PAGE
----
Saturday, March 22, 2008


It's staying light longer, the Leafs are all-but-eliminated ... that can mean only one thing: We'll soon see the first halter dress of the season! OK, two things: It's time for baseball, the timeless game that involves committing to a team for six months after reading all winter about why they won't win jack squat. Here's a "starting nine" for the Cincinnati Reds.

  1. The NL Central is dangerous for those upper lower-middle class teams: The Cubs improved by 19 wins last season and won the division, so who could fault anyone for believing it's plausible the Reds might do the same? They won a whopping 72 games last season, so they wouldn't even have to improve as much. It's doable if their bullpen improves and their lineup shows it can do more than home runs.
  2. Damn it: It's too bad that lefty reliever Jonathan Coutlangus was sent to Triple-A. He and righty Todd Coffey potentially make the best-named bullpen combo ever. You know, Coutlangus followed by Coffey.
  3. Free Votto: New skipper Dusty Baker, who's angling to become the worst manager to ever take three teams to the post-season, has set back more young players than addiction to Guitar Hero. Just ask former Cubs bright hope Hee Seop Choi, wherever he is.*

    What does that mean for lefty slugger Joey Votto, the 24-year-old Torontonian (nice of Citytv to interview the hometown kid during that Reds-Jays game three weeks ago -- wait a second, they didn't)? Votto should be starting at first base ahead of aging Scott Hatteberg, whose numbers get juiced by Great American Ball Park.

    As you know, Baker just loves his veterans, believing that a player's best years come between the age of 32 to 36 "and beyond."
  4. Case in point: Under the heading of "Dear God, why?" the Reds just picked up centrefielder Corey Patterson, who's been a league-average hitter exactly once in six seasons -- back in 2003, when he manager was, wait for it, Dusty Baker. (That summer, Patterson suffered a season-ending injury in July before he could regress in the second half.)

    That's the rub with the Reds. They could be half-decent enough to win a truly terrible division. Instead, they mess around with a guy whom fans pay good money to be snarky about: "Corey oozes with so much talent that he makes the game look easy. He doesn't like to slide back into first on pickoff attempts because they are an insult to him. He never fully extends on his dives in the outfield because he simply does not have to."
  5. Missed by a mile prediction from last season: "The Reds figure to be fourth in the NL Central again, but '08 and '09 should be more exciting when the likes of Bailey and Votto are ready for prime time." Wrong! They lost seven of their last eight to let Houston snatch fourth place on the penultimate day of the season. Pitching propsect Homer Bailey, well, he's another story.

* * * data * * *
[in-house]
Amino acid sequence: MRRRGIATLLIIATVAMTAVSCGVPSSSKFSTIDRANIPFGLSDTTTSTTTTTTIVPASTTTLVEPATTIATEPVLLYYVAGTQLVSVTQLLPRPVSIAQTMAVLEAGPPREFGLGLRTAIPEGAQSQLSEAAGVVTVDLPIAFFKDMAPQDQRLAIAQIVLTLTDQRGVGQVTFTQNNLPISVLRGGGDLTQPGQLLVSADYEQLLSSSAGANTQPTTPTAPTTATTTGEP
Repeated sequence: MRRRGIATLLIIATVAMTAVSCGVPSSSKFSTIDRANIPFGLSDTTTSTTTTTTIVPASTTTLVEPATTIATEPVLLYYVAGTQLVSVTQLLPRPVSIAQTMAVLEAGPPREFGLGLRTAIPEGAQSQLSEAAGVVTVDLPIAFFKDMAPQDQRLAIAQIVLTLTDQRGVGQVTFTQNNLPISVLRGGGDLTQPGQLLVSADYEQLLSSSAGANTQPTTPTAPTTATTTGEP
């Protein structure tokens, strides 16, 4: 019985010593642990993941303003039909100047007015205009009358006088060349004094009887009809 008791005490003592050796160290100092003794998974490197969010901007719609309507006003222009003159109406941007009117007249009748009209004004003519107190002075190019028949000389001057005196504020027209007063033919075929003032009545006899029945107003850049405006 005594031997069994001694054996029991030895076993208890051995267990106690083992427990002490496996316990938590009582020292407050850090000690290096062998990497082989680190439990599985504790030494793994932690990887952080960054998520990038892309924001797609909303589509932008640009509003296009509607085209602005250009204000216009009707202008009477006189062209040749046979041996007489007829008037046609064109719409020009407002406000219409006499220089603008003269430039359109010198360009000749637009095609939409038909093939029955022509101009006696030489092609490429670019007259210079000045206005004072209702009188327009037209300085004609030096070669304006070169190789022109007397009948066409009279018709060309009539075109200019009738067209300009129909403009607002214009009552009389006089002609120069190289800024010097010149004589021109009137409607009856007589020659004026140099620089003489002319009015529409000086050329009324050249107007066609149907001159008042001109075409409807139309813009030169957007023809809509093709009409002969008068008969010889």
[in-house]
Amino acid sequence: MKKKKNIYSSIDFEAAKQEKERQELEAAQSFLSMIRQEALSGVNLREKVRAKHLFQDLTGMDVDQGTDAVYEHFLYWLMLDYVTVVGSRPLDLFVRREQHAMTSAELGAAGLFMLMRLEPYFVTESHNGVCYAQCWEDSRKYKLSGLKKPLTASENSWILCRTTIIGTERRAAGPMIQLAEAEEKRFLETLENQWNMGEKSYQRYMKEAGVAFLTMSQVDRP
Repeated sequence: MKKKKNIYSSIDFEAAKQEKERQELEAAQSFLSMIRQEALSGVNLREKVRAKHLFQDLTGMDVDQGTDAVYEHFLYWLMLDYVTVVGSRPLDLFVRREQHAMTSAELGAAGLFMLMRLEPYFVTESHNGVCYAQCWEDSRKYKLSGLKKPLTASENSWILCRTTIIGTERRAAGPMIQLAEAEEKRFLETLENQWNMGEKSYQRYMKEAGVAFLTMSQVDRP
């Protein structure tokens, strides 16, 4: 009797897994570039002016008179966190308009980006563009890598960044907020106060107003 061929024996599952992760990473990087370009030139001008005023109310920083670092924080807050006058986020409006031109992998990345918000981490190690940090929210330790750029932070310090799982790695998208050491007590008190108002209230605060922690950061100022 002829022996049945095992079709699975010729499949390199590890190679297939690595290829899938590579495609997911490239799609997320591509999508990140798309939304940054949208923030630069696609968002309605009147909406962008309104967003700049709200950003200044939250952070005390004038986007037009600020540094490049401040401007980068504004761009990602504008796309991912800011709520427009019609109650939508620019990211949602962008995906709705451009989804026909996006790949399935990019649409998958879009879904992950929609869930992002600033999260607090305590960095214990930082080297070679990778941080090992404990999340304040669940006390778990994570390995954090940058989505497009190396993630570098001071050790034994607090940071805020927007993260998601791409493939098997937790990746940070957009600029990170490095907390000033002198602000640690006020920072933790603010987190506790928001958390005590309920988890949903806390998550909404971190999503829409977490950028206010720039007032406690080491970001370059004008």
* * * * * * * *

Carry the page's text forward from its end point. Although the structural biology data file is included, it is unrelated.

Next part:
The aforementioned righty could be fast becoming this generation's Todd Van Poppel.
  6. Way to oversimplify: Venerable Ohio baseball writer Hal McCoy typed that all the Red Sox's principled stand to make sure their coaches got the same stipend the players were getting for their Japanese trip was "put a spotlight on the fact that these young millionaires are being paid an extra $40,000 to go do their jobs. Forty grand? Many, many fans don’t make that much money in a year."

    So what you're saying is it's Kevin Youkilis' fault that the U.S. economy is in the dumper?
  7. Hate to Harang them about this: Crashburn Alley went out on a limb and took Reds righty Aaron Harang to win the NL Cy Young Award. Would you believe the Reds, for all their success in the '60s and '70s, have never had a Cy Young winner? They haven't even had a pitcher get a first-place vote since Jose Rijo got one in 1991.

    The Reds rotation is bound to be better. Their bullpen would need a trickle-down effect from Francisco Cordero coming in to be the closer. Whether that actually happens is another story.
  8. Party like it's 1999: The Reds are a bit of a throwback to the late '90s. They outslug some teams. Pitching and fielding aren't always high priority. Hey, look, there's Ken Griffey Jr. in a starring role! The Reds will be peaks-and-valleys when it comes to scoring runs.
  9. Need-to-know: The Reds aren't totally last season's Colorado Rockies, the sleeper which plays in a hitter-friendly park. Colorado has a better farm system and their team is built to last. That qualification will seem petty if they end up in a playoff race. After all, Ken Griffey Jr. is 38 years old now and the cheerleaders in the media would really like to see him finally make it to a World Series after 20 seasons. It will take 21, at least.
(* South Korea.)

That's all for now. Send your thoughts to

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